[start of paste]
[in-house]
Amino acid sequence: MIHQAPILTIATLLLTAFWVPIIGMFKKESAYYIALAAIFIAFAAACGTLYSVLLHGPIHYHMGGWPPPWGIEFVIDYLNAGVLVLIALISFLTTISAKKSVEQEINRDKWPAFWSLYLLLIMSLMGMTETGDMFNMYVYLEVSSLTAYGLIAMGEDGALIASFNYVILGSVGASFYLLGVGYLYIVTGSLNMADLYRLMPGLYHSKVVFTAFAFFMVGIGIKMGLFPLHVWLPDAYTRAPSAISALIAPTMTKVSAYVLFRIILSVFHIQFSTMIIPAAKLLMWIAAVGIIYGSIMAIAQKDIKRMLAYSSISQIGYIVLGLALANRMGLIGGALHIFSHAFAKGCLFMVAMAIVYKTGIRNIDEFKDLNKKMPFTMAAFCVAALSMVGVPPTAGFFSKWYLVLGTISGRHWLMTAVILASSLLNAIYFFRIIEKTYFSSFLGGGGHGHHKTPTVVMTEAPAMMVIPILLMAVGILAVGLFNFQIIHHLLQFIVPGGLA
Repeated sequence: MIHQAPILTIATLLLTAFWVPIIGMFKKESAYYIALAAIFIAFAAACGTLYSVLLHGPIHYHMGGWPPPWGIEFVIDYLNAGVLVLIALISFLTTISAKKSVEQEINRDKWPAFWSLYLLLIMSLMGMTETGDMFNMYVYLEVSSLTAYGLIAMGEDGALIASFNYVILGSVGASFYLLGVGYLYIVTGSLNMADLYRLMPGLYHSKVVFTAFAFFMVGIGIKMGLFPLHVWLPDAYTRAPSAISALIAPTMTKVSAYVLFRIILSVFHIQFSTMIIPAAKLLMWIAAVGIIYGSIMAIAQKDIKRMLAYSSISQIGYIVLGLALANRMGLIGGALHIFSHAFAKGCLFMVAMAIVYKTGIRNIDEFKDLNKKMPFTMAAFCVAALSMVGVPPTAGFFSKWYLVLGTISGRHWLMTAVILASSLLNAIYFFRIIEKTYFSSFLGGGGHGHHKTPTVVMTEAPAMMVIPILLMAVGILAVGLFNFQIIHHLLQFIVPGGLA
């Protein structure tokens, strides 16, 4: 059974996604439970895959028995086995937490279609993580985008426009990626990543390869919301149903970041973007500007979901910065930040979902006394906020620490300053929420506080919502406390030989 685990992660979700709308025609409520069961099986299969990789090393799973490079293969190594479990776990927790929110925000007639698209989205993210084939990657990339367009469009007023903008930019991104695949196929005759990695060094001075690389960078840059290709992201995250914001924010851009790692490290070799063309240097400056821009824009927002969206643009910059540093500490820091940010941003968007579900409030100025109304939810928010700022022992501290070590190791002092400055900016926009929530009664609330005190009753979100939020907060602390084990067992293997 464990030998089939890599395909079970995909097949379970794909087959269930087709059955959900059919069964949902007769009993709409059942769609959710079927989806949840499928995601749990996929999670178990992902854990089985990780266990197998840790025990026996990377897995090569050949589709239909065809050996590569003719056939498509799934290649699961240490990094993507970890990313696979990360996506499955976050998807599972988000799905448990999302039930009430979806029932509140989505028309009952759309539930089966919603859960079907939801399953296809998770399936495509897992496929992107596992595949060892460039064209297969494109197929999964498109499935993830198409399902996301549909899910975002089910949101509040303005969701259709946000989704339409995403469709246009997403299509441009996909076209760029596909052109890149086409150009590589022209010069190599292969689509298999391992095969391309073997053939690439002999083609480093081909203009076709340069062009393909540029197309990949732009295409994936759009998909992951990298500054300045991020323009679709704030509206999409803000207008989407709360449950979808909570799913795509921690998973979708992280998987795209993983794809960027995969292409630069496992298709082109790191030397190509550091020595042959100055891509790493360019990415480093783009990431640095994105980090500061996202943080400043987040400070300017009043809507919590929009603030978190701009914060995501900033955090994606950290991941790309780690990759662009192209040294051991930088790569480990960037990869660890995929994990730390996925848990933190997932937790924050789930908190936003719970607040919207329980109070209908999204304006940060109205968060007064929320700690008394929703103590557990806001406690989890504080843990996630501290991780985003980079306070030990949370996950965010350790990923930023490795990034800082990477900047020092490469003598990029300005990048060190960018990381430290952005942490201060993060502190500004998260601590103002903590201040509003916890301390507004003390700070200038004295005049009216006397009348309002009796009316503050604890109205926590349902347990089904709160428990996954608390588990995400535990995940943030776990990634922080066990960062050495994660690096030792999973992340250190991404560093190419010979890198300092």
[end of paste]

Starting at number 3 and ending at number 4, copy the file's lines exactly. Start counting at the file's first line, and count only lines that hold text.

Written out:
Repeated sequence: MIHQAPILTIATLLLTAFWVPIIGMFKKESAYYIALAAIFIAFAAACGTLYSVLLHGPIHYHMGGWPPPWGIEFVIDYLNAGVLVLIALISFLTTISAKKSVEQEINRDKWPAFWSLYLLLIMSLMGMTETGDMFNMYVYLEVSSLTAYGLIAMGEDGALIASFNYVILGSVGASFYLLGVGYLYIVTGSLNMADLYRLMPGLYHSKVVFTAFAFFMVGIGIKMGLFPLHVWLPDAYTRAPSAISALIAPTMTKVSAYVLFRIILSVFHIQFSTMIIPAAKLLMWIAAVGIIYGSIMAIAQKDIKRMLAYSSISQIGYIVLGLALANRMGLIGGALHIFSHAFAKGCLFMVAMAIVYKTGIRNIDEFKDLNKKMPFTMAAFCVAALSMVGVPPTAGFFSKWYLVLGTISGRHWLMTAVILASSLLNAIYFFRIIEKTYFSSFLGGGGHGHHKTPTVVMTEAPAMMVIPILLMAVGILAVGLFNFQIIHHLLQFIVPGGLA
């Protein structure tokens, strides 16, 4: 059974996604439970895959028995086995937490279609993580985008426009990626990543390869919301149903970041973007500007979901910065930040979902006394906020620490300053929420506080919502406390030989 685990992660979700709308025609409520069961099986299969990789090393799973490079293969190594479990776990927790929110925000007639698209989205993210084939990657990339367009469009007023903008930019991104695949196929005759990695060094001075690389960078840059290709992201995250914001924010851009790692490290070799063309240097400056821009824009927002969206643009910059540093500490820091940010941003968007579900409030100025109304939810928010700022022992501290070590190791002092400055900016926009929530009664609330005190009753979100939020907060602390084990067992293997 464990030998089939890599395909079970995909097949379970794909087959269930087709059955959900059919069964949902007769009993709409059942769609959710079927989806949840499928995601749990996929999670178990992902854990089985990780266990197998840790025990026996990377897995090569050949589709239909065809050996590569003719056939498509799934290649699961240490990094993507970890990313696979990360996506499955976050998807599972988000799905448990999302039930009430979806029932509140989505028309009952759309539930089966919603859960079907939801399953296809998770399936495509897992496929992107596992595949060892460039064209297969494109197929999964498109499935993830198409399902996301549909899910975002089910949101509040303005969701259709946000989704339409995403469709246009997403299509441009996909076209760029596909052109890149086409150009590589022209010069190599292969689509298999391992095969391309073997053939690439002999083609480093081909203009076709340069062009393909540029197309990949732009295409994936759009998909992951990298500054300045991020323009679709704030509206999409803000207008989407709360449950979808909570799913795509921690998973979708992280998987795209993983794809960027995969292409630069496992298709082109790191030397190509550091020595042959100055891509790493360019990415480093783009990431640095994105980090500061996202943080400043987040400070300017009043809507919590929009603030978190701009914060995501900033955090994606950290991941790309780690990759662009192209040294051991930088790569480990960037990869660890995929994990730390996925848990933190997932937790924050789930908190936003719970607040919207329980109070209908999204304006940060109205968060007064929320700690008394929703103590557990806001406690989890504080843990996630501290991780985003980079306070030990949370996950965010350790990923930023490795990034800082990477900047020092490469003598990029300005990048060190960018990381430290952005942490201060993060502190500004998260601590103002903590201040509003916890301390507004003390700070200038004295005049009216006397009348309002009796009316503050604890109205926590349902347990089904709160428990996954608390588990995400535990995940943030776990990634922080066990960062050495994660690096030792999973992340250190991404560093190419010979890198300092």